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5 Things You Didn’t Know About the Vancouver Seawall

Each week we'll uncover some unusual and (hopefully) interesting facts about the city. This week we take on the Vancouver seawall. Daily Photo #2375 by @_soliveyourlife_ 1.
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Each week we'll uncover some unusual and (hopefully) interesting facts about the city. This week we take on the Vancouver seawall.

 Daily Photo #2375 by Daily Photo #2375 by @_soliveyourlife_

1. There are Ashes Buried Inside the Seawall

 City of Vancouver Archives, CVA 392-1044, Gordon Sedawie, via Vancouver Sun.City of Vancouver Archives, CVA 392-1044, Gordon Sedawie, via Vancouver Sun.

Master stonemason Jimmy Cunningham worked on the seawall from 1917 until his retirement in 1955. For those 38 years, Cunningham cemented together thousands of 45-kilogram stones and supervised hundreds of workers. The seawall became his life’s work and he continued to keep a watchful eye over the construction process until his death in 1963. His ashes were buried in an unmarked location within the wall when it officially opened in 1971.

2. The Seawall Officially Opened on September 26, 1971

 City of Vancouver Archives, CVA 1502-1000.City of Vancouver Archives, CVA 1502-1000.

On September 26, 1971, the seawall’s last block was tapped into place by H. H. Stevens, who helped initiate the project in 1914 as a Member of Parliament for Vancouver. This marked the official opening of the seawall, however the entire loop around Stanley Park was not completed until September 21, 1980.

3. The Seawall was Proposed to Protect Stanley Park’s Shoreline

 City of Vancouver Archives, CVA 260-856, James Crookall.City of Vancouver Archives, CVA 260-856, James Crookall.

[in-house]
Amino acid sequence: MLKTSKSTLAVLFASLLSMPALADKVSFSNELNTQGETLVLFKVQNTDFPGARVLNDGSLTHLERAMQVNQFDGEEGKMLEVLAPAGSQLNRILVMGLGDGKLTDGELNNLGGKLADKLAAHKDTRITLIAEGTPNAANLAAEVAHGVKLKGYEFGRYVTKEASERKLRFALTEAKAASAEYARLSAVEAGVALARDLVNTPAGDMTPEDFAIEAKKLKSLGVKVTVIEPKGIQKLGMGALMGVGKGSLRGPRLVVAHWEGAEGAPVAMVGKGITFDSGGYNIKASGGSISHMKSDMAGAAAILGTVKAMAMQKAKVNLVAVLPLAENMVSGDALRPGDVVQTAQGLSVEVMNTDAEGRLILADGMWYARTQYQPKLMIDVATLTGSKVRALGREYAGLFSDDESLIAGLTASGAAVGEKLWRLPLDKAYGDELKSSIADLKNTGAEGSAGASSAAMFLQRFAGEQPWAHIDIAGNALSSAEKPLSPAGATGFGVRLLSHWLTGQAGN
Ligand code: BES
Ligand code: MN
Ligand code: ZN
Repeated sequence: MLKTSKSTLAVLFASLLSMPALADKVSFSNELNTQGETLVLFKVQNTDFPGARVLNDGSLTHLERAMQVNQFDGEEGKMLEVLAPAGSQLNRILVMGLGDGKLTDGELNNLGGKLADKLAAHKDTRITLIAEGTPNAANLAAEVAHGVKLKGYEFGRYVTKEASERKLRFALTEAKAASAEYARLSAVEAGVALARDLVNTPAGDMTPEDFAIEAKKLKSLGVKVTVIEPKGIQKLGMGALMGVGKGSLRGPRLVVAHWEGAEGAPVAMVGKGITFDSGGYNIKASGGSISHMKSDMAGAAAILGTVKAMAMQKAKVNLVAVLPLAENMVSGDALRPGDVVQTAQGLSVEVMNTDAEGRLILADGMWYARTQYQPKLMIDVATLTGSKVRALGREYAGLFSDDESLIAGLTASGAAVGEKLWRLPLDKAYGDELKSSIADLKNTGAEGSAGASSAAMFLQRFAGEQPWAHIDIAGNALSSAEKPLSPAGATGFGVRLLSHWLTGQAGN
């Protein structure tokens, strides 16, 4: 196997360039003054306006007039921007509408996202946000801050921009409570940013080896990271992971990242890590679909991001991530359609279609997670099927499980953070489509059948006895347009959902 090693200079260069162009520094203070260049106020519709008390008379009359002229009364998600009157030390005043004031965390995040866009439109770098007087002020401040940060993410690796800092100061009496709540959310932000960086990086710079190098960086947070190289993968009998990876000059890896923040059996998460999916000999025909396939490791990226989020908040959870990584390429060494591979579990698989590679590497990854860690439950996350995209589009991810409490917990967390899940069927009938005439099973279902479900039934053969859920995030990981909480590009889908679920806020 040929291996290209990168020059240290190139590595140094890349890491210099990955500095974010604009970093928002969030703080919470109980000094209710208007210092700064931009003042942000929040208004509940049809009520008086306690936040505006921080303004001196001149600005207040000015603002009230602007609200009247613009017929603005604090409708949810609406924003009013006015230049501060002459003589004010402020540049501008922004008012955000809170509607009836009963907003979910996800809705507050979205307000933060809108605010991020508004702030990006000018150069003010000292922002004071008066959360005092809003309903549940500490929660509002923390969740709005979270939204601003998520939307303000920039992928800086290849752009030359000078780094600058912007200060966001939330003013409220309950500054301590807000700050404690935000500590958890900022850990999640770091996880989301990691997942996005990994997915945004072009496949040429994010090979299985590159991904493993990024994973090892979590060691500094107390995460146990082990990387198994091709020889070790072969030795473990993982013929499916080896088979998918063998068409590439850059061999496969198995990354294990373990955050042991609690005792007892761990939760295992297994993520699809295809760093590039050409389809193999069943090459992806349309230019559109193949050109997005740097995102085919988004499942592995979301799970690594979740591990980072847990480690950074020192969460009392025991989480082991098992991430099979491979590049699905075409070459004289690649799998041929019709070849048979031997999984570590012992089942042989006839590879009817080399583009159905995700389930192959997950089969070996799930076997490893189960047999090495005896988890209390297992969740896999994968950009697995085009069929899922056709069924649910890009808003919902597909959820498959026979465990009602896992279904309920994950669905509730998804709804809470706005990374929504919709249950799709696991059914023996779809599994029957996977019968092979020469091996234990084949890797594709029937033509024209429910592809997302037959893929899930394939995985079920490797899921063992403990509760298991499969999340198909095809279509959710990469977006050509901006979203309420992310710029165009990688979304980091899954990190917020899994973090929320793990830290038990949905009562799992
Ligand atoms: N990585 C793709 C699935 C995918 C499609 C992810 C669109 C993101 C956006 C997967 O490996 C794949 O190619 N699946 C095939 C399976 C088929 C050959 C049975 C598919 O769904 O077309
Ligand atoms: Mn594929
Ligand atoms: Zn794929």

The seawall was originally proposed to protect Stanley Park’s foreshore from erosion, particularly between Prospect Point and Brockton Point. It was believed that erosion was being caused by the waves created by passing ships. The Park board proposed that the federal government help finance the construction because they were leasing the park land to the city. The government continued to offer financial assistance until 1967.

4. Prisoners and Sailors Worked on the Seawall

 City of Vancouver Archives, Wat P128.City of Vancouver Archives, Wat P128.

The seawall saw its fair share of workers, including prisoners in work gangs, sailors on “punishment detail” and unemployed people seeking work during the Great Depression.

5. Cycling on the Seawall Used to be Illegal

seawallCycling on the seawall was outlawed due to frequent collisions and rising tensions between pedestrians and cyclists. By 1976, the VPD had issued 3,000 tickets to rogue cyclists. The issue was not resolved until 1984 when the bicycle lane of the seawall was designated one-way in a counterclockwise direction around the park.

Read more from our "5 Things You Didn't Know" series HERE.